Historic medical triumph at UBH: One metre metal bar removed from victim’s abdomen, chest and back

25 Feb, 2024 - 00:02 0 Views
Historic medical  triumph at UBH: One metre metal bar removed from victim’s abdomen, chest and back Dr Maphios Siamuchembu

The Sunday News

Gibson Mhaka, Senior Reporter 

IN another historic medical feat, evident of the country’s medical capabilities which have undergone transformation under the leadership of President Mnangagwa, a team of doctors at United Bulawayo Hospitals (UBH) successfully performed a ground-breaking four-hour life-saving surgery, removing a metal bar lodged in an accident victim’s abdomen, chest, and back.

The metal bar reportedly came off a trailer, went through the driver’s door and stabbed the victim on the abdomen through to the back, leaving him trapped in the car, only to be rescued after the Beitbridge Fire Brigade was called in to cut the metal bar.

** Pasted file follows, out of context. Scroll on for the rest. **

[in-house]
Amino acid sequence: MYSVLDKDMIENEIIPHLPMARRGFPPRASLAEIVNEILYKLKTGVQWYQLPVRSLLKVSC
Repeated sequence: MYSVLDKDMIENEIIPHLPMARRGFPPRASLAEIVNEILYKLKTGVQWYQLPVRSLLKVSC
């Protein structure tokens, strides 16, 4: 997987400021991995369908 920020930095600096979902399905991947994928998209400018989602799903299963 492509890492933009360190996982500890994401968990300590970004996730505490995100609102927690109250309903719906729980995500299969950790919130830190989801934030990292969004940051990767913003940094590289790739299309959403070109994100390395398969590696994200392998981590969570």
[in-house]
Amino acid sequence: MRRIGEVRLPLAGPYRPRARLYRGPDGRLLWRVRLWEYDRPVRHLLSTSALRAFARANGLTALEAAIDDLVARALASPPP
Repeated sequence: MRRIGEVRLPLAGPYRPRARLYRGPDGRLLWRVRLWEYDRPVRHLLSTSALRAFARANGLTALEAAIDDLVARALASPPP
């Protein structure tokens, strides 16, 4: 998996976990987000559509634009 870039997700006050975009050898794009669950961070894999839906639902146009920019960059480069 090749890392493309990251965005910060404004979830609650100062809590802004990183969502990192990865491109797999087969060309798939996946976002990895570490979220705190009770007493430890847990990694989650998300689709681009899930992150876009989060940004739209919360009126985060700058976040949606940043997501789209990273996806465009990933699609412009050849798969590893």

The successful operation solidifies UBH’s position among the leading institutions in cutting-edge surgery after another complex surgery in October last year, where doctors at the hospital, working with their colleagues from Mpilo Central Hospital, managed to save the life of an artisanal miner from Gwanda District. The miner had been a victim of a gruesome attack, with a spear thrust through his mouth lodged in his neck.

Dr Harrison Rambanapasi

The hospital also managed to help a nine-year-old mother give birth last year. Across town, last year, doctors at Mpilo Central Hospital successfully saved the life of an artisanal miner from Bubi District, Matabeleland North Province who had a spear lodged in his skull.